At Volkswagen's Group Works Council Meet held at the main plant in Wolfsburg, Herbert Diess, Chairman of the Board of Management of the Volkswagen Group announced that closure days in production at the Wolfsburg plant would have to be planned after the works holidays as a result of the changeover to the WLTP test cycle. The WLTP or the Worldwide Harmonized Light Vehicle Test Procedure will go into effect starting September 1. The WLTP will require Volkswagen to test more than 200 model variants and have them type-approved before September 1.
Herbert Diess, Chairman of the Board of Management, VW Group said, "Within the Volkswagen brand alone, we need to test more than 200 model variants and have them type-approved within a very short space of time."
He added, "To master this challenge, our test rigs have been and will be operated virtually round-the-clock."
With respect to Wolfsburg, Diess said, "After the works holidays in Wolfsburg, we will only be making vehicles that meet the new standards. Vehicles will be delivered step-by-step as soon as the type approvals required are available. Nevertheless, we will need to store a large number of vehicles on an interim basis. To ensure that this number does not become too large, we will need to plan closure days for production in Wolfsburg during the period between the works holidays and the end of September."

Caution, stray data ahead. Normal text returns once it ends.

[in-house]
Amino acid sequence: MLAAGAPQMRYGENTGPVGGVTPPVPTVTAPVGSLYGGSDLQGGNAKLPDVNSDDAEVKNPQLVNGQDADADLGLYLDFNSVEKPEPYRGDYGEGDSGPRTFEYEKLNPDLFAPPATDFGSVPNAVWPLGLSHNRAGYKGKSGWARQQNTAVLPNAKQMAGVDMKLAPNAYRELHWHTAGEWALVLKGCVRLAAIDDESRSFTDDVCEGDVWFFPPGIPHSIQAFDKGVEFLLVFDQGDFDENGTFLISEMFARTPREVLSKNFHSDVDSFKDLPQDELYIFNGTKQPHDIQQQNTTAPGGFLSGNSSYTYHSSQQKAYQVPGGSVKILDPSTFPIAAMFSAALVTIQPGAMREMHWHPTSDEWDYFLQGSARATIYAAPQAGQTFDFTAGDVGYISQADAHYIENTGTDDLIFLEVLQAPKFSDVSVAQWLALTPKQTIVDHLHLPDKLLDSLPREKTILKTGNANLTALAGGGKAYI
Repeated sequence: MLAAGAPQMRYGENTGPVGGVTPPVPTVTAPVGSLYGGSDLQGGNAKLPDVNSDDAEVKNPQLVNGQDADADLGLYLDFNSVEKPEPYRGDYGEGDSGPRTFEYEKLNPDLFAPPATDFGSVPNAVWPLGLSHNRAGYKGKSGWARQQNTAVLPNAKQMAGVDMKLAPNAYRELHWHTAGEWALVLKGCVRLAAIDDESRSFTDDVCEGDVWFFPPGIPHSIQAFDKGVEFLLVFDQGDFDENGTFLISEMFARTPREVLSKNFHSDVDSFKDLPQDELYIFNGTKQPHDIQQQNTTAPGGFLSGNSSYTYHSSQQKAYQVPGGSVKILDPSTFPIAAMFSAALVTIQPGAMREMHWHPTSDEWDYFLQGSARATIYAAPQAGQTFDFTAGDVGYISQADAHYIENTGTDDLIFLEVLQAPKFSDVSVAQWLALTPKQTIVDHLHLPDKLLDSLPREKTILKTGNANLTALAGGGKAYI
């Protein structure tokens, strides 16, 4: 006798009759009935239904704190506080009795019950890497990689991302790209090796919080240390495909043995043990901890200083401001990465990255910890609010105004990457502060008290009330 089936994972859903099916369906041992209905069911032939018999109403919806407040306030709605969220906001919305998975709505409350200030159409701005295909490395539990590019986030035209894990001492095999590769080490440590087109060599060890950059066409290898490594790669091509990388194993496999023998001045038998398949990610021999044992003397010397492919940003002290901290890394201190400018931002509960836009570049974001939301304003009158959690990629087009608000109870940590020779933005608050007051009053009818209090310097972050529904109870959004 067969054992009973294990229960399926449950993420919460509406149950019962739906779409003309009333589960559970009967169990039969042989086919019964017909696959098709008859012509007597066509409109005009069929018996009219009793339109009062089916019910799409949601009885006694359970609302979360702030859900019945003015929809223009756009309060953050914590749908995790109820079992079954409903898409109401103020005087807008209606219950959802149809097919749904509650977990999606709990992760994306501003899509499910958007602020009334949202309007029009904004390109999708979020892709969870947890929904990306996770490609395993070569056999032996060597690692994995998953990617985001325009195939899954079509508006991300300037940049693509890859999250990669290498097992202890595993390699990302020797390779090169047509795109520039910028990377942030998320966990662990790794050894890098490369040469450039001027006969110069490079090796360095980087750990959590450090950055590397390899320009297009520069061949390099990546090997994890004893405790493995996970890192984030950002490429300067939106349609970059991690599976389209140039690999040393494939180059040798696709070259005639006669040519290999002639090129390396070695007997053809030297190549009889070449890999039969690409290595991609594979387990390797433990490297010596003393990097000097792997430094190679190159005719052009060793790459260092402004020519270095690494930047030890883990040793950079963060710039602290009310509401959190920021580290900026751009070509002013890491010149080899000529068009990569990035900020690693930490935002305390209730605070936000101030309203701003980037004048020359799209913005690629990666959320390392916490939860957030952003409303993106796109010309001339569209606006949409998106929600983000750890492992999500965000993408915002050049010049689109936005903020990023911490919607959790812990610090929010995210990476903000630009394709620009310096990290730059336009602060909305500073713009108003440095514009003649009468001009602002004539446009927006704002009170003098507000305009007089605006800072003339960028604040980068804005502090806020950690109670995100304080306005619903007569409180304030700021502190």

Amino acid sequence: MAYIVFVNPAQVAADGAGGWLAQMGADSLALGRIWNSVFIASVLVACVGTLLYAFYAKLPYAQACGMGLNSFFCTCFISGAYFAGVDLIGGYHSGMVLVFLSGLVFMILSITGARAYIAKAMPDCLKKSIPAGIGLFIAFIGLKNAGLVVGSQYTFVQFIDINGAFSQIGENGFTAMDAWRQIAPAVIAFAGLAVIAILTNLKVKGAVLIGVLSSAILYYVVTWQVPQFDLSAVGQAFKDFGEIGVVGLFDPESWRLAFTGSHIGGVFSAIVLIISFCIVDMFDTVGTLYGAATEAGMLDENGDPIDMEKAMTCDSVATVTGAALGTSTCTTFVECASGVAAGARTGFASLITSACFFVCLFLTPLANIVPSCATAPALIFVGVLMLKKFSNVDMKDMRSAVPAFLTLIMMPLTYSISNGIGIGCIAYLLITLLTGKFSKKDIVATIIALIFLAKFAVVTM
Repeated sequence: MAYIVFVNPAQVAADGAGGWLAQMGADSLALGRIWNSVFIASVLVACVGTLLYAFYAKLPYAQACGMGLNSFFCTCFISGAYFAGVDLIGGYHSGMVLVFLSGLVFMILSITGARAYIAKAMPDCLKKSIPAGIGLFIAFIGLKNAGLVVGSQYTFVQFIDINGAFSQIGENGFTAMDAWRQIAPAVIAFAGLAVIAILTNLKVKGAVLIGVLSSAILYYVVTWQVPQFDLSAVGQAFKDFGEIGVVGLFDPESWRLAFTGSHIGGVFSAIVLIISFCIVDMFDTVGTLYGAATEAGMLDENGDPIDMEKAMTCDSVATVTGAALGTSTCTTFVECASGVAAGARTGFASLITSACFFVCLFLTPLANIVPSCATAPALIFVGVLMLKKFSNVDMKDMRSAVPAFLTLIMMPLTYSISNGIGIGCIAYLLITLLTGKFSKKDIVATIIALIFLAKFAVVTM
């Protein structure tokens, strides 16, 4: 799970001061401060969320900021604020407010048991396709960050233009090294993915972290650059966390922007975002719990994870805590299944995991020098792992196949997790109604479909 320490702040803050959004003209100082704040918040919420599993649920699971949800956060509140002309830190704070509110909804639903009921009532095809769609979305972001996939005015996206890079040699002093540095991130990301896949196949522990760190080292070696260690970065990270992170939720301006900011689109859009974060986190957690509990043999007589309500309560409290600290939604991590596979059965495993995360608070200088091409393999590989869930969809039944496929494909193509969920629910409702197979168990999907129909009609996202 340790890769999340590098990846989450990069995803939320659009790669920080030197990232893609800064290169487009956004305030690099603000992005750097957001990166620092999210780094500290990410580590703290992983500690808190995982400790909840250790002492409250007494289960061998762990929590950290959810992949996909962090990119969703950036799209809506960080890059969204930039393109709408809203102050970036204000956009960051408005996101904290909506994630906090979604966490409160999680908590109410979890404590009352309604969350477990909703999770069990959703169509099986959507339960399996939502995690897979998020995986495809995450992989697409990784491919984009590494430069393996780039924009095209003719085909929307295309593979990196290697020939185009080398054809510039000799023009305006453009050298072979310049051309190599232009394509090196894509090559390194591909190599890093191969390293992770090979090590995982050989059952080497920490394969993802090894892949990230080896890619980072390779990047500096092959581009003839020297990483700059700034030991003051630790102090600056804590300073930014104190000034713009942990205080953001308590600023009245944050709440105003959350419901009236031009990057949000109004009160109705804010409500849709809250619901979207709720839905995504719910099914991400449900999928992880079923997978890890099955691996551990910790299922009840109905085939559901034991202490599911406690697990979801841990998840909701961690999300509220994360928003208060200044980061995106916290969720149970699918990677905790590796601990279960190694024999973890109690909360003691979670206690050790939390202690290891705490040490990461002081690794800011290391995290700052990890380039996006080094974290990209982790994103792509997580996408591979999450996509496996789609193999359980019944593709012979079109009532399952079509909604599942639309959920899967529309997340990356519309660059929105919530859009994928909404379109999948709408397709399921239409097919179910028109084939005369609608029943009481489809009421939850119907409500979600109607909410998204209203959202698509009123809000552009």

The Works Council Chairman Bernd Osterloh said that the effects of program reductions could not simply be imposed on the employees concerned. "It is not the fault of our colleagues that the company has built too few test rigs over the years and can suddenly not handle the test volume required. We will not allow this burden to be borne by the workforce alone at the end of the day. Our colleagues in production are not responsible for this situation."
The Worldwide harmonized Light vehicles Test Procedure (WLTP) is a global harmonized standard for determining the levels of pollutants and CO2 emissions, fuel or energy consumption, and electric range from light-duty vehicles. The European Union (EU) has developed the WLTP to replace the current NEDC test procedure for establishing the official fuel consumption and CO2 emissions of new cars.